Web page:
Entries tagged with “brown trout”.


Dry-fly fishing on the Crowsnest River has been excellent as of late. A variety of insects, including mayflies (pmds, quill Gordons, flavs and green drakes), caddisflies and stoneflies (golden, yellow and lime Sally stones) have been providing some of the best fishing in recent memory.

Between guiding and working in the shop, I haven’t had much of a chance lately to get out and do some personal fishing on the Crow … that is, until last evening. Rolf and I headed out after supper and worked a section of river upstream of Lundbreck Falls. We fished from 8:00 pm until dark (10:00 pm). There were already a number of good size trout feeding on the surface when we arrived at the water’s edge, albeit sporadically, but as soon as the sun dipped behind the Livingstone Range the river came alive with fish.

We found some trout “snouts” rising along a willow-lined bank and worked them for about an hour, trying to figure out what they were eating. There were quite a few flavs on the water and lots of rusty spinners in the air. Caddis, and yellow and lime Sally stones were fluttering in the bushes along shore. We tried a few different fly patterns, before discovering it was caddisflies the fish were interested in – or at least it appeared that way. After snapping off a couple of big fish that came up to our Elk Hair Caddis dries, we managed to land a couple of good ones, including a gorgeous 20-inch brown trout at dark. Browns are becoming more prevalent upstream of Lundbreck Falls and this was the largest one I’ve caught here to date. Now, I just need to start concentrating on the lake trout that are showing up downstream of the falls. Where do you suppose they came from – Crowsnest Lake?

The fishing has been awesome on all of southern Alberta’s trout streams, so try to get out soon!

Crowsnest River, Alberta

Rolf setting the hook on a rising trout

   

After brunch on Sunday (Mother’s Day), Paul and I hitched the boat trailer to my truck and slipped over to Beauvais Lake for a few hours. The girls stayed behind to visit. Paul’s vacation was drawing to a close and he wanted to try and catch a brown trout, his first one, before heading back to Winnipeg on Tuesday (today).

Beauvais Lake

Beauvais Lake, Alberta. It was a gorgeous afternoon - no wind and the lake was calm as glass!

 We were surprised to see there were only a couple other boats on the lake. Kelly and Cathy were in one of them and it looked like they were having a good time catching fish. Later, they sent me a great photo of a moose they encountered while fishing that day.

A close encounter with a Beauvais Lake moose! Photo courtesy of Kelly Thomas.

A close encounter with a Beauvais Lake moose! Photo courtesy of Kelly Thomas.

 Paul and I caught a half dozen rainbows (small ones) near the boat launch, and I also landed a 12-inch brown. We worked the shoreline along the cabins, catching more rainbows, but nothing larger than about 14 inches.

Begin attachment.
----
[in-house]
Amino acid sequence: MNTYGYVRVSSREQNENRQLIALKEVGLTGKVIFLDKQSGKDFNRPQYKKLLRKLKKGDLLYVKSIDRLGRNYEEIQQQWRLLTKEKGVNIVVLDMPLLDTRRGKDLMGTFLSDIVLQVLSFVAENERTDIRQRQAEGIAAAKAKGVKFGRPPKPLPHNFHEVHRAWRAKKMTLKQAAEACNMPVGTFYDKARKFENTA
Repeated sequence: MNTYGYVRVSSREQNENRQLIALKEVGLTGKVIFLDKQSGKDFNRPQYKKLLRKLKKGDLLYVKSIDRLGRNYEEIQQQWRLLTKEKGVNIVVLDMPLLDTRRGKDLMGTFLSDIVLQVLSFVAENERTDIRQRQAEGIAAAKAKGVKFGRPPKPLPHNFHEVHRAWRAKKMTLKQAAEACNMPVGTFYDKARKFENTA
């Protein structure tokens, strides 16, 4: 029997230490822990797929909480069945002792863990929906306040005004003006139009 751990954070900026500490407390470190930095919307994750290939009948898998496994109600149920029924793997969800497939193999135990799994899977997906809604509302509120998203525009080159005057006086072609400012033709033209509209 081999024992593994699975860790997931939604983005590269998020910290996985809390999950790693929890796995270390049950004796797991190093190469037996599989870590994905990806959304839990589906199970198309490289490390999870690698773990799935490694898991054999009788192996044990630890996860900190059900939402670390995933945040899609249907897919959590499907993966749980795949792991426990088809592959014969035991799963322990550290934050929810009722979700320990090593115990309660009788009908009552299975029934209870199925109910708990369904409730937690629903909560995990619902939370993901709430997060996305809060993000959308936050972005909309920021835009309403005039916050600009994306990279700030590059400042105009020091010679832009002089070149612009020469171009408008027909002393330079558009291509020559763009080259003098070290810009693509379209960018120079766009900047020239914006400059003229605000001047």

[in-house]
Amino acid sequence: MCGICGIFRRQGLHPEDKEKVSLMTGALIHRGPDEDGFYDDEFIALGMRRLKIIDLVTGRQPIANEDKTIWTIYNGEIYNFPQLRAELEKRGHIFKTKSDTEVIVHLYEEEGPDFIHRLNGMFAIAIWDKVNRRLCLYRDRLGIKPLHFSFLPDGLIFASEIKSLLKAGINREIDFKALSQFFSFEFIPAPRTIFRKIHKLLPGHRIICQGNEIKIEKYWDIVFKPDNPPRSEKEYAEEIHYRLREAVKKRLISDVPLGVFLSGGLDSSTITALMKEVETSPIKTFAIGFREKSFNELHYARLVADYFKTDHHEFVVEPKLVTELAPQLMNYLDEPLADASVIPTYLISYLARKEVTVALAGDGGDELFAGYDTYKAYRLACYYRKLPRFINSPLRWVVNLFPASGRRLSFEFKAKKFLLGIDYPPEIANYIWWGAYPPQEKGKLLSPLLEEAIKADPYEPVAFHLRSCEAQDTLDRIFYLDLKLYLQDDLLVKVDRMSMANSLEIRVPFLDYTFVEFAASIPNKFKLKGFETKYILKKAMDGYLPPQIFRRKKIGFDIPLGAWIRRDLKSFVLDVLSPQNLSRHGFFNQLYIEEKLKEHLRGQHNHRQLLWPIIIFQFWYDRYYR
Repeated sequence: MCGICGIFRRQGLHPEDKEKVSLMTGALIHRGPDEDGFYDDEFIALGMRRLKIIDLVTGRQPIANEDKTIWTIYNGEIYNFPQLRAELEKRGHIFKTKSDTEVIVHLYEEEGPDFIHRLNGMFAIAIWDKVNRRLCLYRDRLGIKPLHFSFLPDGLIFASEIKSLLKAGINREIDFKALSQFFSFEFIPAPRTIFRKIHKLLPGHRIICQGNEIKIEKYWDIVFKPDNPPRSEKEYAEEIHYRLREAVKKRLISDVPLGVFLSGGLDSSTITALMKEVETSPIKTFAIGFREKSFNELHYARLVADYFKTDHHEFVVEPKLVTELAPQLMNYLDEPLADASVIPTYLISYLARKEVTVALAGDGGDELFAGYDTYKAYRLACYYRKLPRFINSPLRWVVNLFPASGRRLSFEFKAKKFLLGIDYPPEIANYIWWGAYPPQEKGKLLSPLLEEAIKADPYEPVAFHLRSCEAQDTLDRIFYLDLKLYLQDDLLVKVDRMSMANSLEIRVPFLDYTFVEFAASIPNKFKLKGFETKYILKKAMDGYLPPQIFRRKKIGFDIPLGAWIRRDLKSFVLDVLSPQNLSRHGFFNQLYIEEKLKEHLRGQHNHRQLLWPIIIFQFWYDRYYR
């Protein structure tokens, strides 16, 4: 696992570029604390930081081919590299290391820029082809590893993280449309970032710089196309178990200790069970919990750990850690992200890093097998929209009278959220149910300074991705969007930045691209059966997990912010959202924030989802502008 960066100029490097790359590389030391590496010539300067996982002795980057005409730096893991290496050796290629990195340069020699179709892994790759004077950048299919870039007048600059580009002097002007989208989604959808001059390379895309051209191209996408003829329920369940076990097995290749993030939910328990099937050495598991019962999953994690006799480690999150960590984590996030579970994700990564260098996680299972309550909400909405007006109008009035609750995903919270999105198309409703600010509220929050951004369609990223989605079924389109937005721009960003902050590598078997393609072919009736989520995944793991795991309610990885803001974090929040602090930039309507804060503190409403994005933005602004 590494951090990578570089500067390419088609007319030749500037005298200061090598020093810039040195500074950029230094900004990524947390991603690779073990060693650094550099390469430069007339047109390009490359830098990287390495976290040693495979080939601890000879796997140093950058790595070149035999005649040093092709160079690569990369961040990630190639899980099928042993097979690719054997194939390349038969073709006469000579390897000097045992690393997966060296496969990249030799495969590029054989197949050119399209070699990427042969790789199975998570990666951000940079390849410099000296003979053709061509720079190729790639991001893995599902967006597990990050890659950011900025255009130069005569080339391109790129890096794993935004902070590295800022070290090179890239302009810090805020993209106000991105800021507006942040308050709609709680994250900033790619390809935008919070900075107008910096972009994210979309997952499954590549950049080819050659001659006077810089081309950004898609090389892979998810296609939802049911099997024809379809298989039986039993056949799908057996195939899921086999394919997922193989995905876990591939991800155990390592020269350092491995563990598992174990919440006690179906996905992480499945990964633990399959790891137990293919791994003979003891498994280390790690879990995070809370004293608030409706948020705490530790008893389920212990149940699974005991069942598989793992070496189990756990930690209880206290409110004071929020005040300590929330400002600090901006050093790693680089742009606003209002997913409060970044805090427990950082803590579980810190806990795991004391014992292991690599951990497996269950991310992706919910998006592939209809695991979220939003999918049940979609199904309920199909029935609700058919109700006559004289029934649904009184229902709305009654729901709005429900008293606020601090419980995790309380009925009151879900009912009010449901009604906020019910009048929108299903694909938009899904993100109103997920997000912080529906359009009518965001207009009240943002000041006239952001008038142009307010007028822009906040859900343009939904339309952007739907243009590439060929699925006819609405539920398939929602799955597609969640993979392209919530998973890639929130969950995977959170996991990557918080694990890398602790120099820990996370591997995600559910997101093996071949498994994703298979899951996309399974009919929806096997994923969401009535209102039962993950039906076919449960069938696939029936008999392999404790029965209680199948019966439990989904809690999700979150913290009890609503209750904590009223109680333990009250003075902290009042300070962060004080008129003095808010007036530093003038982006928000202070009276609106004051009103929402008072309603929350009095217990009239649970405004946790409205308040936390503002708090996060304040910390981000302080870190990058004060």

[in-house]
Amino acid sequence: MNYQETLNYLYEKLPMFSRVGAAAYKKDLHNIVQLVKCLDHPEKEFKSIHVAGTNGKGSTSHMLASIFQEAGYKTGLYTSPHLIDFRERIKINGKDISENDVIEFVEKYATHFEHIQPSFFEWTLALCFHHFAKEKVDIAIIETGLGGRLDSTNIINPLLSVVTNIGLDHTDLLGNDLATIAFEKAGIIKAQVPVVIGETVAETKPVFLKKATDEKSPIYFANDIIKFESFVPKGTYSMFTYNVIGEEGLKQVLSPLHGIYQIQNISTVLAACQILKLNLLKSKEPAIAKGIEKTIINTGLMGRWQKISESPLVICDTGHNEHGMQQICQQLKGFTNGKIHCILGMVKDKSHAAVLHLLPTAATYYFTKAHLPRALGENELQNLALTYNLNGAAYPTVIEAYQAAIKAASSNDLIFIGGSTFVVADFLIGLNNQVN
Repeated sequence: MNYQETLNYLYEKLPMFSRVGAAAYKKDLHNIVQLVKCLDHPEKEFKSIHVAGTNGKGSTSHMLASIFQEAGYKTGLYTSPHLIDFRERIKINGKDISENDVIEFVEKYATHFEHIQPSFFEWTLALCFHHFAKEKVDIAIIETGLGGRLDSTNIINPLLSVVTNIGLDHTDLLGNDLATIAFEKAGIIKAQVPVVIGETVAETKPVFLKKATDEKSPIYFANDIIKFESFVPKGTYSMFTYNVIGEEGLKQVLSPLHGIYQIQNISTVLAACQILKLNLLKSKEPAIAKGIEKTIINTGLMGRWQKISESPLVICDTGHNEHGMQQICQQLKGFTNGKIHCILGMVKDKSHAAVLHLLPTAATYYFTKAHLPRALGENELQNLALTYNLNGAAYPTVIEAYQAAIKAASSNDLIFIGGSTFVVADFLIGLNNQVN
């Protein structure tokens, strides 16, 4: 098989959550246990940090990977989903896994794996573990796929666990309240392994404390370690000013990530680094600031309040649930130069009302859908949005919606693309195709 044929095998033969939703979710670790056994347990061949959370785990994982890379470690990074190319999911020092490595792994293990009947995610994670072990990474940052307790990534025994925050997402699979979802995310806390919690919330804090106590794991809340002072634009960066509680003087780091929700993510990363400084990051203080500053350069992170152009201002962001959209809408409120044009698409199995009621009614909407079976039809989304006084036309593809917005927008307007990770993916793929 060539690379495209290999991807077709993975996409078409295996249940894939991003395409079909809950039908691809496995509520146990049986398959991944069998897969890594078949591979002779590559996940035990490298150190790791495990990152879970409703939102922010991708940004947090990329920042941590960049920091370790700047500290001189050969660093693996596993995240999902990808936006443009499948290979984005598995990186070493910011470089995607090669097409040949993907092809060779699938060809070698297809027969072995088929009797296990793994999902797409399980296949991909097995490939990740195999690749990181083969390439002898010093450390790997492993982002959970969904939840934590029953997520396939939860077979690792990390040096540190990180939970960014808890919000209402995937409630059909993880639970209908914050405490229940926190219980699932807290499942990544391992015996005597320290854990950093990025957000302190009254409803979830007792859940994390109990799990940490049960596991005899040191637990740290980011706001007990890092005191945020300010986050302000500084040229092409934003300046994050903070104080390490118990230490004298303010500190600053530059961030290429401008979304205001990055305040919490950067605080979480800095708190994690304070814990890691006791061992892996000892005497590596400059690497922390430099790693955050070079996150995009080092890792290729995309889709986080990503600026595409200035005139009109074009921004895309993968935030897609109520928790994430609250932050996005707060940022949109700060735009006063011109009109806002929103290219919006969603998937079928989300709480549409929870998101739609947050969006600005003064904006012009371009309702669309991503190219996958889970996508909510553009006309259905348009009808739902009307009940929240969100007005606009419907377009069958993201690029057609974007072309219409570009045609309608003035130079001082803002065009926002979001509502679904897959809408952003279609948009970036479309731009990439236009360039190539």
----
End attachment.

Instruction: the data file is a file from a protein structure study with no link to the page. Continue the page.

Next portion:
Paul lands a rainbow trout

Landing a Beauvais Lake rainbow trout

We rowed toward Scott’s Point, where Paul latched onto a nice Beauvais Lake longnose sucker, using a Bead-head Prince Nymph. The BH Prince has become Paul’s, “Go-to fly.” He laughed when I told him he had just caught a Manitoba brown trout.  He wasn’t fooled. A few minutes later, though, Paul hooked his first real, bona fide Alberta brown trout, and a dandy, at that! It had to be 20 inches, at least. I grabbed my camera and started to snap some pictures of Paul leading the monster brown toward the net. Just then, the trout thrashed on the surface (see photo below), causing the fly, you guessed it – a BH Prince, to become dislodged. Paul’s line went slack – the brown trout was gone. We were both disappointed, but at least had photos of the action, and more importantly, proof that Paul had hooked his first-ever brown!

The one that got away!

The one that got away!

 It was time to get serious, so I switched to a #6 Olive Woolly Bugger. Those browns were in trouble now! After only a few casts, I had a solid hit. “It’s got to be a brown trout, for sure,” I thought. Alas, it was only another Manitoba brown trout (a.k.a. Beauvais Lake longnose sucker). That’s right, another sucker! Paul and I laughed … again, and kept on fishing. Soon after, I got another strike on my Woolly Bugger; this time it was a brown, measuring about 14 inches. We fished until 5:30, then headed back to town to pick up the girls for a 7:00 dinner reservation. Time sure flies when you’re having fun, even if you’re catching suckers!

A face only a mother could love. It was Mother's Day, after all!

A face only a mother could love. It was Mother's Day, after all!

 

Beauvais Lake brown trout
Beauvais Lake brown trout

Paul wanted to fish one last time before heading home so we went over to Summit Lake yesterday. The weather didn’t co-operate, though, like it did the day before. It was cool, drizzly and a strong easterly wind blew the entire time we were there. Despite these conditions, we had a good time. We managed to land a few of the larger rainbows and also caught some nice cutthroat trout. Some of the larger cutts were really colorful. All in all, it was a good way for Paul to end his Crowsnest Pass vacation. He’s already planning next year’s trip!

Note: To all my friends in Manitoba, the reference to Manitoba brown trout – longnose suckers was made in jest. No offence intended. Please, no angry emails. It was only a joke :)  

Summit Lake, BC

Paul with a nice Summit Lake cuttie